Father Georg Hüssler was born on July 7, 1921 in Einöd , Saarland , Germany and grew up in Elsass. He was a medical student when World War II broke out; he enlisted into the Germany army and worked as a Sanitary Inspector. When the war ended, he proceeded to Rome where he studied Theology and was ordained priest in 1951. After his doctoral studies, he became an Assistant to the then President of German Caritas with Headquarters in Freiburg . He rose through the ranks to become the Secretary-General and later the President of German Caritas, a post he held for 22 years from 1969 to 1991.In between the time , he was also appoint President of Caritas International. Dr. Hüssler was decorated with three Honours by the three tiers of government in Germany , namely; the local government of his city Freiburg , the State government of Baden-Württemberg and the Federal Republic of Germany. Dr. Hüssler was interested in both aspects of the Catholic Social Teaching. On the practical side, he distinguished himself in the excellent way he managed the affairs of Caritas in the whole world bringing relief and succor to thousands of people ravaged by war and natural disasters. On the theoretical level, he authored five insightful books among which are Caritas and Pastoral Work (1985), Life in the 20th Century (1998) and Humanity as Spirituality (2006). He has retired from active service and lives a quiet life in Freiburg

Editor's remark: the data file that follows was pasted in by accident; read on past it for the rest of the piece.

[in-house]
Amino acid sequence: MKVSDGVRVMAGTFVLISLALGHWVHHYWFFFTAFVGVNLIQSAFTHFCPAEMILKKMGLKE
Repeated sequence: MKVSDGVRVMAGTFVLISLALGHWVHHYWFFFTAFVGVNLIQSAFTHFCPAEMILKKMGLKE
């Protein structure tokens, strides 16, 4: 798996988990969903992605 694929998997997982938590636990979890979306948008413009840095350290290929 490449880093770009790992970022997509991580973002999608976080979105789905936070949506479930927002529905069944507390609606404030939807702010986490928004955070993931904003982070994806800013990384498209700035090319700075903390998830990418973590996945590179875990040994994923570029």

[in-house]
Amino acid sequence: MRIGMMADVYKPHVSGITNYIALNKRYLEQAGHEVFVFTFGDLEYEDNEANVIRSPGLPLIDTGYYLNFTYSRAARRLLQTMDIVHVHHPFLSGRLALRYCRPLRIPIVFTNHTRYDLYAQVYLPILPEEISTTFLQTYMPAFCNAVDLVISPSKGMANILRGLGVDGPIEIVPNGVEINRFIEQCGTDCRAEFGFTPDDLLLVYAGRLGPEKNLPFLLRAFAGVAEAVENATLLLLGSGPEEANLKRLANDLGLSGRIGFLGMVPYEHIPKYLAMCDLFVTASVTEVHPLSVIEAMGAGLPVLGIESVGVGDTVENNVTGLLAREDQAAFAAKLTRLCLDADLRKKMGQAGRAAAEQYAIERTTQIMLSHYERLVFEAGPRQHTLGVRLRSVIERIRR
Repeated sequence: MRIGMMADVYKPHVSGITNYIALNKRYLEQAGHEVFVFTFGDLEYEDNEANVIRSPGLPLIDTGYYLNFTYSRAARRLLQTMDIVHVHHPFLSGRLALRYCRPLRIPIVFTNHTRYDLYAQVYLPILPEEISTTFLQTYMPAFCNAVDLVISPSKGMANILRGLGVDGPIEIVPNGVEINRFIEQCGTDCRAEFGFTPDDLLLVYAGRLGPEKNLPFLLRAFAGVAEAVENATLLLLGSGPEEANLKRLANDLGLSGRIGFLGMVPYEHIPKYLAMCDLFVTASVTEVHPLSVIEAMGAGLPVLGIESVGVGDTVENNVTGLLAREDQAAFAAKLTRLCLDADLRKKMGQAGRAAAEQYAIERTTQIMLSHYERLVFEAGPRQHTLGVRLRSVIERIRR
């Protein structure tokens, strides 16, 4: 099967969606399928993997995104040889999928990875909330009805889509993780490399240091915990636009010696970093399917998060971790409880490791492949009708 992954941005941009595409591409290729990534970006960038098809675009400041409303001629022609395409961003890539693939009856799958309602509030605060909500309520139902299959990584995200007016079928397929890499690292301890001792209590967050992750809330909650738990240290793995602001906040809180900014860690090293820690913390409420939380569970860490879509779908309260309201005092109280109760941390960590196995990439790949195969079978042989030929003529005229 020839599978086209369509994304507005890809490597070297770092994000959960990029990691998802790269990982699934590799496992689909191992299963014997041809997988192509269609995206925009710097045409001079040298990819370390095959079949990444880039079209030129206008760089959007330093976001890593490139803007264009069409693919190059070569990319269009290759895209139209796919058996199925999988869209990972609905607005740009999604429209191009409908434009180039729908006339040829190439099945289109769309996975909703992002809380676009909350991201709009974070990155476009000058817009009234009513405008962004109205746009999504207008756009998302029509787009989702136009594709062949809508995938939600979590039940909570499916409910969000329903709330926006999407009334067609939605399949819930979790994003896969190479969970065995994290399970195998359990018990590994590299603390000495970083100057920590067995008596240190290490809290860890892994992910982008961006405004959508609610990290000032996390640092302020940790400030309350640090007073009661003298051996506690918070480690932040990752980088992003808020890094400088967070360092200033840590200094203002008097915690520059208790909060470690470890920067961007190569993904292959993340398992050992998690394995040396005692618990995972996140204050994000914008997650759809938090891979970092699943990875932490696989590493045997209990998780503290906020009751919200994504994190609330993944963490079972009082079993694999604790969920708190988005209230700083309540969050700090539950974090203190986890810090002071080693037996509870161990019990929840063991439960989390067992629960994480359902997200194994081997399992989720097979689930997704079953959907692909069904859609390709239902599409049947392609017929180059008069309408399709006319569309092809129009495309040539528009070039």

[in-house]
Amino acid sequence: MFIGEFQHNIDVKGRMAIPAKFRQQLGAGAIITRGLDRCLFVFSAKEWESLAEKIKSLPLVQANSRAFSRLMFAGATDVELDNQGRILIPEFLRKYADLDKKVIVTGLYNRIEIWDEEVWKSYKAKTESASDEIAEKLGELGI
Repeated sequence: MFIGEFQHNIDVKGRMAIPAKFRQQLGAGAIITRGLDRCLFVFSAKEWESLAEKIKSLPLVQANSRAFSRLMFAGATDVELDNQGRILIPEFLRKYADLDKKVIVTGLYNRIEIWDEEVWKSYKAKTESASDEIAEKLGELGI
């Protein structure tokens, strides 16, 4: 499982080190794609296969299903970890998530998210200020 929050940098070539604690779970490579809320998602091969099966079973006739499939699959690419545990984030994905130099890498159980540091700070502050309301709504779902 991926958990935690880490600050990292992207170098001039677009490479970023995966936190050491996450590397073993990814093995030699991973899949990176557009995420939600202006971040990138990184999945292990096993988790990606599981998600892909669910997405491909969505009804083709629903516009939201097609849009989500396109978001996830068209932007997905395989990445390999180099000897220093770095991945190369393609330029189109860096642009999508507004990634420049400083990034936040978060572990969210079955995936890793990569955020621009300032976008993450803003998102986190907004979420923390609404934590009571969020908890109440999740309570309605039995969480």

The saving Role of Relief Agencies in Biafra:TheJoint Church Aid (JCA)

It is pertinent to get a glimpse of the complex and dangerous circumstances in which the relief agencies operated. In fact, all the contentious elements in complex humanitarian emergencies interplayed in the Biafran war such as the possibility of exploiting existing differences within the civil society; the issue of disputed legitimacy of host authorities; high prevalence of hunger and disease; keen and probing journalistic interest; the likelihood of manipulating relief for military and diplomatic advantages and apparent division among the international relief agencies. While all these complex issues were being discussed in high and low quarters, the estimated monthly death-toll in Biafra was put at 750,000.